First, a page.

Why your diet and exercise choices effect more than your physical health
Other then “stress eating”, we don’t often associate our lifestyle choices like diet and exercise with our mental health. While genetic factors and the stress of daily life certainly affect our mental health, what we eat and our level of physical activity (or lack thereof) have a direct impact on our brain function and mood.
Our brains are always on, and require fuel to function properly. Just as an athlete fuels their body for performance, we must fuel our brains to perform properly and help contribute to our mental health.
Our brains are largely made up of fat, however, our bodies cannot produce the essential fatty acids needed for brain function so we must get them from food. Omega 3 fatty acids offer neuroprotective properties that have been shown to have beneficial effects on mood. Cold-water oily fish such as salmon, mackerel, and sardines are excellent sources of Omega 3s. Additional vegetarian sources of Omega 3s include flaxseed, chia, seaweed, and walnuts.
Glucose is the primary source of energy for the brain and 100% of the carbohydrates we eat are converted to glucose. Complex carbohydrates like the ones found in whole grains are more slowly digested then simple carbohydrates (like soda) which provide steady fuel for our brains without spikes.
After carbohydrates protein is the most abundant substance in the body. Like fat, our bodies need but cannot produce some of the building blocks of protein called essential amino acids. One of these essential amino acids Tryptophan (yes the same one linked to your Thanksgiving turkey) plays a key role in producing serotonin a neurotransmitter that regulates mood. Turkey is not the only good source of Tryptophan; eggs, soy, nuts, salmon, and cheese are excellent food sources.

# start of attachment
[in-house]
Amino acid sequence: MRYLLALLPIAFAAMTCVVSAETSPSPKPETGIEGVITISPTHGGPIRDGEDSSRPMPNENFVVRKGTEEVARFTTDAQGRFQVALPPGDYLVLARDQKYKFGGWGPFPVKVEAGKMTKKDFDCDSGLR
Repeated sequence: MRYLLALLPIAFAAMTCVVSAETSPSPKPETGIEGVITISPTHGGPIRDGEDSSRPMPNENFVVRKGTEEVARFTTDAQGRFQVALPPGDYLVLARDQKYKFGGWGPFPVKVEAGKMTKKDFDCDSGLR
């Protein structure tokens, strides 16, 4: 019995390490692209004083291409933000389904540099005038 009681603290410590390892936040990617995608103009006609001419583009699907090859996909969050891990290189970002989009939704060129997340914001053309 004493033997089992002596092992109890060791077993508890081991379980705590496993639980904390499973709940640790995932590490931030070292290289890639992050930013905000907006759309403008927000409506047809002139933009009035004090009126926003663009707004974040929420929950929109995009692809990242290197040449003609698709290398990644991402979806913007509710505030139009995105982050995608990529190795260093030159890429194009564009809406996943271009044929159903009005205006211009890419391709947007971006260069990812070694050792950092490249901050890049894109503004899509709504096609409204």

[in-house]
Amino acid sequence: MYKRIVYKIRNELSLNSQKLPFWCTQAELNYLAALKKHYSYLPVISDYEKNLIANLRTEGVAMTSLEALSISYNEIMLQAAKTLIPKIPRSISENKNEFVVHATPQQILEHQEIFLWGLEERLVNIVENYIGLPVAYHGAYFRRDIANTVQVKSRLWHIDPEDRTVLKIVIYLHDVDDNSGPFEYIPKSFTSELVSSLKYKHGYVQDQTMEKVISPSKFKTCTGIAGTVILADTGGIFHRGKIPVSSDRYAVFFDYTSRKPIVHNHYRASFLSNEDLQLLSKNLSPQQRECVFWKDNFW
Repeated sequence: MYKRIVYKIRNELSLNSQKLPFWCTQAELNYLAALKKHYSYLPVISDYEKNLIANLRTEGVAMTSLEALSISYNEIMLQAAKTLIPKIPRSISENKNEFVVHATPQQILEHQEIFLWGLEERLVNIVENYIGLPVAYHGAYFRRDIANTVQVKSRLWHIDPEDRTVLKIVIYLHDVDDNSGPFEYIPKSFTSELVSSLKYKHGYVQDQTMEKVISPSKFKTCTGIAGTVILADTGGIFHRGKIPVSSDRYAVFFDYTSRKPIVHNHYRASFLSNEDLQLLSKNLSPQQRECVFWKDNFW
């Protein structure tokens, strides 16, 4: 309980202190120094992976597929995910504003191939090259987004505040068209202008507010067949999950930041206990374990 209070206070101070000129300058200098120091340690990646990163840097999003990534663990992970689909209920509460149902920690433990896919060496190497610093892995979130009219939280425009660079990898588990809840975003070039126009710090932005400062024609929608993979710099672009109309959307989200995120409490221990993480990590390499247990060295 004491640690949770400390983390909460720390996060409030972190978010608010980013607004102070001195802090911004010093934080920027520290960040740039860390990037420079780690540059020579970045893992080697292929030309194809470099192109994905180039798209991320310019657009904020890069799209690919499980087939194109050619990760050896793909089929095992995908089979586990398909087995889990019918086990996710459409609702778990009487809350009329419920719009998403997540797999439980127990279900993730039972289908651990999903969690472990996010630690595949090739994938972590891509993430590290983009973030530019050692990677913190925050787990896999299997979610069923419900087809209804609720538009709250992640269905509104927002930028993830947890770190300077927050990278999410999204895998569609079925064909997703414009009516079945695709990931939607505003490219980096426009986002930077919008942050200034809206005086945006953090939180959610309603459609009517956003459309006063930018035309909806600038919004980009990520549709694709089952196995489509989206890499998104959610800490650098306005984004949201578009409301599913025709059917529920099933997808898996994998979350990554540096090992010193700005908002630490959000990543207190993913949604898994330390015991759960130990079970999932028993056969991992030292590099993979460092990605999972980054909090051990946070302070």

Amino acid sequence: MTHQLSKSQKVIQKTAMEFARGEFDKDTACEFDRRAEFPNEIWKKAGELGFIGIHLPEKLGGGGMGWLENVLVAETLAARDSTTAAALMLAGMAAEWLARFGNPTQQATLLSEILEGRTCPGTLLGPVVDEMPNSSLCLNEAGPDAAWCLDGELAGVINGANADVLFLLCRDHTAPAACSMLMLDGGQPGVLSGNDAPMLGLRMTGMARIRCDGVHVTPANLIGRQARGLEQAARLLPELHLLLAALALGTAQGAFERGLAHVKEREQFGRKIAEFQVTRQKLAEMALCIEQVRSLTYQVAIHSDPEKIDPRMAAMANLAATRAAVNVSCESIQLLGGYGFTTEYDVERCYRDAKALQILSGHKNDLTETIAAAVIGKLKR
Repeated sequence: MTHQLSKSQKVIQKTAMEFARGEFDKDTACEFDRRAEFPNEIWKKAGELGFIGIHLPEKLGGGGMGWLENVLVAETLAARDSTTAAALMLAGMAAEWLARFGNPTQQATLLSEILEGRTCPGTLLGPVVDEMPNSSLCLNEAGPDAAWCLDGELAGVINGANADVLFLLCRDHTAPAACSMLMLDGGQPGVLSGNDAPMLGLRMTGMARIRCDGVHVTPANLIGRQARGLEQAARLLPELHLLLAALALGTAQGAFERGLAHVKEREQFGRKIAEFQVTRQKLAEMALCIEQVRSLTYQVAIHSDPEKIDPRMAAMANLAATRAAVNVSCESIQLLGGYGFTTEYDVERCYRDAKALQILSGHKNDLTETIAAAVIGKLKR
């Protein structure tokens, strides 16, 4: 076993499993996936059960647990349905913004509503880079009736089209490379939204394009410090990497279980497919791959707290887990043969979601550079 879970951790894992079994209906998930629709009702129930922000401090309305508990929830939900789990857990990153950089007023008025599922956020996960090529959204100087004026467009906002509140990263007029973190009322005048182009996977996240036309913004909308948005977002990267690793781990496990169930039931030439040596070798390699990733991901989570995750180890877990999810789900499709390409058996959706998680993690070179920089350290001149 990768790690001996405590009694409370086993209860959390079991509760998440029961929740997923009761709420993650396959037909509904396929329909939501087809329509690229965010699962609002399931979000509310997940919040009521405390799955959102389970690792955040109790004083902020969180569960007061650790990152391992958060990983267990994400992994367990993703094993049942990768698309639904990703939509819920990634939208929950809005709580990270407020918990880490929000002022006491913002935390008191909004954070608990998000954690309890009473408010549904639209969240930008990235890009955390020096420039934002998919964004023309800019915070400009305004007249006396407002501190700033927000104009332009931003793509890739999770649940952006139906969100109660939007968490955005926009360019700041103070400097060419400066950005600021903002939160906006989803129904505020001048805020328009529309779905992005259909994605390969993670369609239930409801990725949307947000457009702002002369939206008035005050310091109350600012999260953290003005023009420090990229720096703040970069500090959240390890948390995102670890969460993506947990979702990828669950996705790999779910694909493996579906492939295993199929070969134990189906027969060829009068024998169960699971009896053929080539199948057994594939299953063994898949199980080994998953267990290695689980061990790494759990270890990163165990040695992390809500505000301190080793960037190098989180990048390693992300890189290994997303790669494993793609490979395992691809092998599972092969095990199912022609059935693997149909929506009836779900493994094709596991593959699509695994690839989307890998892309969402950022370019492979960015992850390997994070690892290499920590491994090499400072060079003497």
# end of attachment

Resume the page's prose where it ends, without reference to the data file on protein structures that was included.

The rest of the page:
Additionally, the majority of serotonin production happens in our guts so gut health has a direct impact on brain health. In simple terms, good gut health refers to diversity and quantity of the good bacteria that live in our guts. Improve your gut health by increasing probiotics in your diet. These are found in yogurt and fermented foods like kimchi and sauerkraut.
Studies have shown that even mild dehydration can lead to altered mood and decreased energy levels. Women appear to be more susceptible to the effects of dehydration then men. Dehydration does not only occur after exercise; extreme heat or cold can lead to rapid dehydration. Even normal respiratory function can cause slight dehydration. Drinking water throughout the day will ensure you do not suffer the effects of dehydration.
We know that exercise is just as important as diet when it comes to physical health, but did you know that exercise plays a key role in mental health. Aerobic exercise like walking and running has been proven to improve mood, reduce stress, anxiety and depression. If making time to exercise just adds to your stress level don’t worry because as little as 30 minutes of exercise 3 times a week can have can have a beneficially impact on your mental health. Start your morning off with a quick workout; the lack of sleep won’t be missed with your improved mood. Or take a brisk walk at lunch to give you energy and spirit to finish the workday.
Mental health is a key component to our overall well-being. We might not be able to control all of the factors that cause stress and anxiety but taking time to nourish our brains might help minimize the effects.
Just some food for thought...
This first appeared on Thrive Global on April 27, 2018.
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